Autonomous Vehicles May Soon Appear on Kentucky Roadways


A bill approved by both chambers of the Kentucky General Assembly on the final day of its 2023 session could impact the future of transportation across the state.

House Bill 135 would establish a regulatory framework for autonomous vehicles to operate across the state. The legislation sponsored by state Rep. Josh Bray, R-Mount Vernon, was revived in the session’s final two days after it did not clear the Senate Transportation Committee a couple of weeks earlier.

Senate leaders reassigned the bill to the Senate Appropriations and Revenue Committee when the General Assembly reconvened March 29 for the session’s final two days. The next day, it passed in the committee and then the Senate by a 21-16 vote.

The Senate’s version of the bill included an amendment that raised the liability insurance requirement from $1 million to $5 million. The House accepted that change in a 59-40 vote.

If Gov. Andy Beshear signs the bill, Kentucky would become the 21st state to allow AVs on roadways.

Under the bill, any business that wants to operate must establish the boundaries within which the vehicle will operate. The bill also includes language on how law enforcement can interact with them.

Bray told Senate A&R Committee members the vehicles are safe and must abide by speed limits and all other traffic laws. He added the technology is inevitably heading for the state, so it’s better if Kentucky takes a proactive stance on regulating them.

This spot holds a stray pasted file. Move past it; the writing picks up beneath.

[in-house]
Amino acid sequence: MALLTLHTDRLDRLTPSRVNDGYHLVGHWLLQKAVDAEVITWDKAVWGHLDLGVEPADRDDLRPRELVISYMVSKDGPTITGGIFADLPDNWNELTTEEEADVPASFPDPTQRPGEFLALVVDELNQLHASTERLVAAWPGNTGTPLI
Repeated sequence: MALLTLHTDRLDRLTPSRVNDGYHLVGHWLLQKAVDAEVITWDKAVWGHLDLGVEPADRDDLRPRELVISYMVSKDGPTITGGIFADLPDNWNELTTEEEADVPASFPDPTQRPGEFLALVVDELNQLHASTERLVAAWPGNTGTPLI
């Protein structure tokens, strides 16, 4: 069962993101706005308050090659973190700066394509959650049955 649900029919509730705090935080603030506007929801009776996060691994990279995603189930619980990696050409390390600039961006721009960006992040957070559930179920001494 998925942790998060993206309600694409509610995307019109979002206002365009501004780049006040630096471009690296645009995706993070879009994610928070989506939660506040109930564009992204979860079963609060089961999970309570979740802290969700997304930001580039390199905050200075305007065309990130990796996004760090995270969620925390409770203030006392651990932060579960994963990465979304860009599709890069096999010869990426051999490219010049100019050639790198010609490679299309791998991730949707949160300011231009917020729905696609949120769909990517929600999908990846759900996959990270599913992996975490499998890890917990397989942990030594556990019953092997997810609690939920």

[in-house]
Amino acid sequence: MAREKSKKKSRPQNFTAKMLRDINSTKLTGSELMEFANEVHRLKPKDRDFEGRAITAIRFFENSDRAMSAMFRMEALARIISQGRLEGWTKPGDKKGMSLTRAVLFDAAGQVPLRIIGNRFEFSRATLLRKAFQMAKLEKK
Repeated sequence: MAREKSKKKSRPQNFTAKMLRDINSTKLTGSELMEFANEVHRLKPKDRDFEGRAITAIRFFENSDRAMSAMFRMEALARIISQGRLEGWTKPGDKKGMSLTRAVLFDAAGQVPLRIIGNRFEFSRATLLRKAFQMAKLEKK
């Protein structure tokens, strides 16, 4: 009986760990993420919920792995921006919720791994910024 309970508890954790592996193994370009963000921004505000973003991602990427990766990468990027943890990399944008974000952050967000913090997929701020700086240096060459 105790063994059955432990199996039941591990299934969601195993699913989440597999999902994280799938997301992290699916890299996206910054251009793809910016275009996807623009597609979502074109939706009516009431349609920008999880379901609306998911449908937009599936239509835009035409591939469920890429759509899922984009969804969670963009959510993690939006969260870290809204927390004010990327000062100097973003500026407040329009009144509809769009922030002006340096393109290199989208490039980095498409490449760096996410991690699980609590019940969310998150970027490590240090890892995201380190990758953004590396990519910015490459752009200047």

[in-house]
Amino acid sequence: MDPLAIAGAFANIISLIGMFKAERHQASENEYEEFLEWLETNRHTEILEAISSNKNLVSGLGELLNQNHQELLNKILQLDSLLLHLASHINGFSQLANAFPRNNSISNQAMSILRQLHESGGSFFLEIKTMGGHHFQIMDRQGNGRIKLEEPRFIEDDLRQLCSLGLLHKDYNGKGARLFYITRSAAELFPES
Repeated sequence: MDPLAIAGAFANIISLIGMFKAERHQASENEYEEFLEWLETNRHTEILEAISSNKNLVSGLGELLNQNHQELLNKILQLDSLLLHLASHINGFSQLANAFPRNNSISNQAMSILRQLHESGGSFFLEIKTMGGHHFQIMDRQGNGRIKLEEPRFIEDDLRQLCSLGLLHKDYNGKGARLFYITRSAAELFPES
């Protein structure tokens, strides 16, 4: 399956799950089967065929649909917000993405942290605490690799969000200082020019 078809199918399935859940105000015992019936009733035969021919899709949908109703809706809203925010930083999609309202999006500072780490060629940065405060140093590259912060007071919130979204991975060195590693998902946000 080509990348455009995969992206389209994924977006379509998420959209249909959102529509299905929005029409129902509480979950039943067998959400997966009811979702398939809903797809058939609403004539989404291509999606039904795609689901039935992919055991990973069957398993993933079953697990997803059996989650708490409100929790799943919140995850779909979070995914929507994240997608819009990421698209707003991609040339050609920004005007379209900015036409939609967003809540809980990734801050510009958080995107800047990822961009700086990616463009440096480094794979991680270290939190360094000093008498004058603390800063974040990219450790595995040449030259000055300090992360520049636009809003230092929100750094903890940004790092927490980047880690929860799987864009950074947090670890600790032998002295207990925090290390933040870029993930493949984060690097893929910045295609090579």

“Kentucky is the perfect testing ground,” he said. “We have hills. We have straight stretches. We have major travel corridors. We have urban environments, rural environments. We have four seasons. We are perfectly positioned to take advantage of this.”

Organized labor opposed the bill and thought they had scored a legislative victory after the Senate Transportation Committee’s decision and an attempt to insert the bill in another Senate measure proved unsuccessful.

Bill Londrigan, state federation president for the Kentucky AFL-CIO, chided the A&R Committee members for taking up a bill with no revenue component. He also said the bill could threaten thousands of jobs in the state if it were to become law.

“How are you going to attract more workers to make up for the so-called truck driver shortage when the jobs prospective drivers would be entering are going to disappear in a few years?” Londrigan testified. “As we suggested previously, take a step back and reconsider this monumental change.”

It’s uncertain whether Beshear will sign the bill into law as his office continues its review. If he were to veto the bill, it would be dead since the General Assembly session ended.

Besides labor’s opposition, all 20 House Democrats and seven Senate Democrats voted against HB 135.

We thank The Center Square for reprint permission.

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